First you need to find an anchor point. Here are some examples:
First you will need a doorway anchor attachment for your suspension trainer. So make sure you order a model that comes with one or order it as well. I recommend everyone does this because if you ever travel with the suspension trainer doors are the easiest anchor points to find. It is also cheaper to get the doorway anchor as part of a bundle.
All you do is throw it over the door with the stopper on the other side and close it.
Then close it and attach the main carabiner. And you are ready to go!
If the door opens away from you the anchor should be placed in the middle of the door. If it opens toward you it should be as close to the hinges as possible. This minimizes the chance of something going wrong.
Outdoor Anchor Points
There are two types of outdoor anchor points: Vertical and Horizontal.
Vertical are things that go straight up such as the trunk of a tree or a pole (technically a door is a vertical anchor point, but because it needs a special attachment it has its own section above). You wrap the suspension anchor around the base, then snitch it down.
Horizontal anchor points include all things that are secure in the air, but with no base underneath. Such as a sturdy tree branch, a pull-up bar, monkey bars, or a ceiling attachment, etc. This is the best way to set up a suspension trainer, because you have more options for where you place yourself relative to the anchor point.
Whatever you use, the anchor point should be 7 to 9 feet high and strong enough to support your full body weight. Once the anchor loop is set up just clip your TRX to it and you are (almost) ready to get started.
THE SIX POSITIONS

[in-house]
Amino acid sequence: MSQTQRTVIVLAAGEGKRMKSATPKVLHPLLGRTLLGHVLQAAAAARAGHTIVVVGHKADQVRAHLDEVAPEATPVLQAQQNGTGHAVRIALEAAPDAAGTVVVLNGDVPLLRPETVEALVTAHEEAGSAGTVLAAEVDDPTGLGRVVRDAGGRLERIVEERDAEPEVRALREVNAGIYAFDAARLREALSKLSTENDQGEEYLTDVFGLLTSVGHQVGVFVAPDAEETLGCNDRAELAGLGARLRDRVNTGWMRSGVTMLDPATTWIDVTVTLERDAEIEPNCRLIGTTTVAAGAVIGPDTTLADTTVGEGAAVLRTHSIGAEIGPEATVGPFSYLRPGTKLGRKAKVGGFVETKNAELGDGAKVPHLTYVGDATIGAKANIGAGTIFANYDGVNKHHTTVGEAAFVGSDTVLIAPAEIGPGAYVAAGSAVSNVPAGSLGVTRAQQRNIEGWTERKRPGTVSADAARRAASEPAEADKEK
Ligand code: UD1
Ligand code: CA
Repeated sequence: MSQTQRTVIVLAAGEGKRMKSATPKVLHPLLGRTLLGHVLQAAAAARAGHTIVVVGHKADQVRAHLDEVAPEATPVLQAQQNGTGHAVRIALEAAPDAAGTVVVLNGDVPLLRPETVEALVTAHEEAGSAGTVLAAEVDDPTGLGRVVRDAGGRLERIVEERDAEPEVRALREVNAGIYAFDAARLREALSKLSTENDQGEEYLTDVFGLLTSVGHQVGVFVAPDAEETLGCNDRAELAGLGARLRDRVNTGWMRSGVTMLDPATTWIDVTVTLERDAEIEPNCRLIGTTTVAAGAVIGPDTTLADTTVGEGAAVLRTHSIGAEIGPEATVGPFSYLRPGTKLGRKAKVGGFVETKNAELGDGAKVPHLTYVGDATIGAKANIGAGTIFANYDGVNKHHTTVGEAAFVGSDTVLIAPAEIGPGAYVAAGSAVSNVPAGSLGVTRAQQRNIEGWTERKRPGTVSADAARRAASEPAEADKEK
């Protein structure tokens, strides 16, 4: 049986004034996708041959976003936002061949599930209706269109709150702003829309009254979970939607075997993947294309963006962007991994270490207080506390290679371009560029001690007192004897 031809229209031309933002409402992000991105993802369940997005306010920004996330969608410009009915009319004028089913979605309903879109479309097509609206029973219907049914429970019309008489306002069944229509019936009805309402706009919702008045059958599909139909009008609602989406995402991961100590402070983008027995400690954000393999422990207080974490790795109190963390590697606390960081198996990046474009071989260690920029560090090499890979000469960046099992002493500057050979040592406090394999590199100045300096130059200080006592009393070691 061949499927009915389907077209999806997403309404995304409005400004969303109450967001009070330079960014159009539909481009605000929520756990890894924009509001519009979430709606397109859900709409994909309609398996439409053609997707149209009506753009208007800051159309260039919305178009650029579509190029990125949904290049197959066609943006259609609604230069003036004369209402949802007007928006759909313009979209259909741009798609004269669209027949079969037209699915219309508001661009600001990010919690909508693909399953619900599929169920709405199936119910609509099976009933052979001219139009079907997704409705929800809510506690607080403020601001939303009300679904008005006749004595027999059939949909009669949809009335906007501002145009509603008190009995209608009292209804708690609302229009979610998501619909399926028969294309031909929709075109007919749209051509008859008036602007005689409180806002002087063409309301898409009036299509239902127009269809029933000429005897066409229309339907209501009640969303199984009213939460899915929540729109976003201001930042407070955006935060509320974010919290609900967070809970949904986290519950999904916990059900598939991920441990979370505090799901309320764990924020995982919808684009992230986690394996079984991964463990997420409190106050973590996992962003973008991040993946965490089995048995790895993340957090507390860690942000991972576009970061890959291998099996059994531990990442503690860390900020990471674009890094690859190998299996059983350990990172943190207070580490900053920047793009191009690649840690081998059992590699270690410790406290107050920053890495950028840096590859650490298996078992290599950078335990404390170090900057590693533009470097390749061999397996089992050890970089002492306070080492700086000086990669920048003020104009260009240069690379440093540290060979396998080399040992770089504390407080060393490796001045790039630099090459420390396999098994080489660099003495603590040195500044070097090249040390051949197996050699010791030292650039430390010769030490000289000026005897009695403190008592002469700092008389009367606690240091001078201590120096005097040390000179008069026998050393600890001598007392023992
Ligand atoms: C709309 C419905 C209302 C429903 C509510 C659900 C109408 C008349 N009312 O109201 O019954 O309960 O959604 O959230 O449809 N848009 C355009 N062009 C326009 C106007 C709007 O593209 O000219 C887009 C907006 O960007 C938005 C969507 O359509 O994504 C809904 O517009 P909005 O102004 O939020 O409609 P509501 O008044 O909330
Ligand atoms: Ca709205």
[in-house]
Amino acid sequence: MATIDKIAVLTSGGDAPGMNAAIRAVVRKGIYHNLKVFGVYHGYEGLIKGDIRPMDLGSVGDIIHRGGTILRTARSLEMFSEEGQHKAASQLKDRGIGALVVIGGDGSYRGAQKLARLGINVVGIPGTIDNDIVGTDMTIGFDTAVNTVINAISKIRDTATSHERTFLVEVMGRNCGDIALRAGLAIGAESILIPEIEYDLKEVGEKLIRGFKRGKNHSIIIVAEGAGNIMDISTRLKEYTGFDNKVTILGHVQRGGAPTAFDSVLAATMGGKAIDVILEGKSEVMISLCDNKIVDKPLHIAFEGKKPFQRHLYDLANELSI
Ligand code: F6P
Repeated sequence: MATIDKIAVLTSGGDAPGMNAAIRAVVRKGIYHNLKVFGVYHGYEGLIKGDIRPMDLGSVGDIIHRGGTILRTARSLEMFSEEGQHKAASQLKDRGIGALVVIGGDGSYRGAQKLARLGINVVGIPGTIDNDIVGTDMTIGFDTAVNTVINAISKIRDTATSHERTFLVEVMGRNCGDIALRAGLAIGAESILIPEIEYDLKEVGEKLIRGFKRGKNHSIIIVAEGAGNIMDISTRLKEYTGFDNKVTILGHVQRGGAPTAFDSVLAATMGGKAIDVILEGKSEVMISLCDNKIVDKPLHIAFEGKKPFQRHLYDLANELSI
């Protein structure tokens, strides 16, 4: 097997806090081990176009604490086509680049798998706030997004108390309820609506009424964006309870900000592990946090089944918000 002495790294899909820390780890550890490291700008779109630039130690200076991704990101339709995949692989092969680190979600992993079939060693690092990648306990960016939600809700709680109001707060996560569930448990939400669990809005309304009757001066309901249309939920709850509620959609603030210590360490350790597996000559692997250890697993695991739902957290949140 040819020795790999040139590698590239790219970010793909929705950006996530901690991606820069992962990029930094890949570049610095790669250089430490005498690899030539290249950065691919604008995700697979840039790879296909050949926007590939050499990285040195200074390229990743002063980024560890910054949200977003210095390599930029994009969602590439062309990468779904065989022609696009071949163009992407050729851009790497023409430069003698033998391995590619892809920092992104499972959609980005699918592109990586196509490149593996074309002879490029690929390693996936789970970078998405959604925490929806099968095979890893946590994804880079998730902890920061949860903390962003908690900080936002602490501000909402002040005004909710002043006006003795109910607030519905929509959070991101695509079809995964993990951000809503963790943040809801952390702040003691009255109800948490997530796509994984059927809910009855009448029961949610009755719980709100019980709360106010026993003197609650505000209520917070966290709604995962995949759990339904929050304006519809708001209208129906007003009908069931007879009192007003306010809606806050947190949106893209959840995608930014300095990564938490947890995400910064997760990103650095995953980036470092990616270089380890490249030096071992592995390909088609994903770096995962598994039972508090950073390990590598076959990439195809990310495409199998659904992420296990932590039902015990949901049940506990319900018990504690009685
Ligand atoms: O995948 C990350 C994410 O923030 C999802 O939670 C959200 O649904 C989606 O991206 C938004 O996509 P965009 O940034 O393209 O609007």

Now you have the straps set up, you need to know your options for exercise positions. There are 6, divided into two easy-to-remember groups:
Standing Facing Away
Standing Facing Sideways
Ground Facing Away
Ground Facing Sideways
The way I teach this is you are either 1. Standing or 2. On the ground. Then you can either be facing the anchor, facing away from it, or sideways to it.
One last thing before you can get started…the 4 Skills to help you use the strap:
THE FOUR SKILLS
These are 4 skills that give you the ability to use the suspension trainer efficiently.
1 - Adjusting the suspension trainer
2 - Putting the suspension trainer into single-hand mode
3 - Getting your heels into the foot cradles
4 - Getting your toes into the foot cradles
When you get more advanced there is a bonus one, Toes in while standing. But as a beginner you don’t need to worry about it right now.
ADJUSTING THE SUSPENSION TRAINER
There are 5 lengths that you will be using while working with the Suspension Trainer. This is one of the most important things to learn. This is because the way the strap is designed you could theoretically set the straps up to an infinite number of lengths. When I first started using the straps this is what I did, guessing based on the exercises and then making multiple adjustments until I found something that worked. You don’t need to do that, as someone has already figured out which of the 5 lengths is best for each exercise so you can quickly get it to the length you need. This is one of the most valuable things I learned when I earned my TRX qualification.
On a TRX strap there are markers to find the correct lengths super fast. Some off-brands have the same marks, others don’t. Some have different marks for different reasons (or just to copy the design). It is hard to know until you are holding (and using) the straps. The markers are one of the advantages of buying the brand name (though more expensive) TRX straps.
The first thing to know about adjustments is that when you make the strap longer you do both sides simultaneously (by pulling both tabs at once), and when you make it shorter you do it one at a time. The five lengths are:
Mid-length - The adjustment tabs in the middle, in line with the marker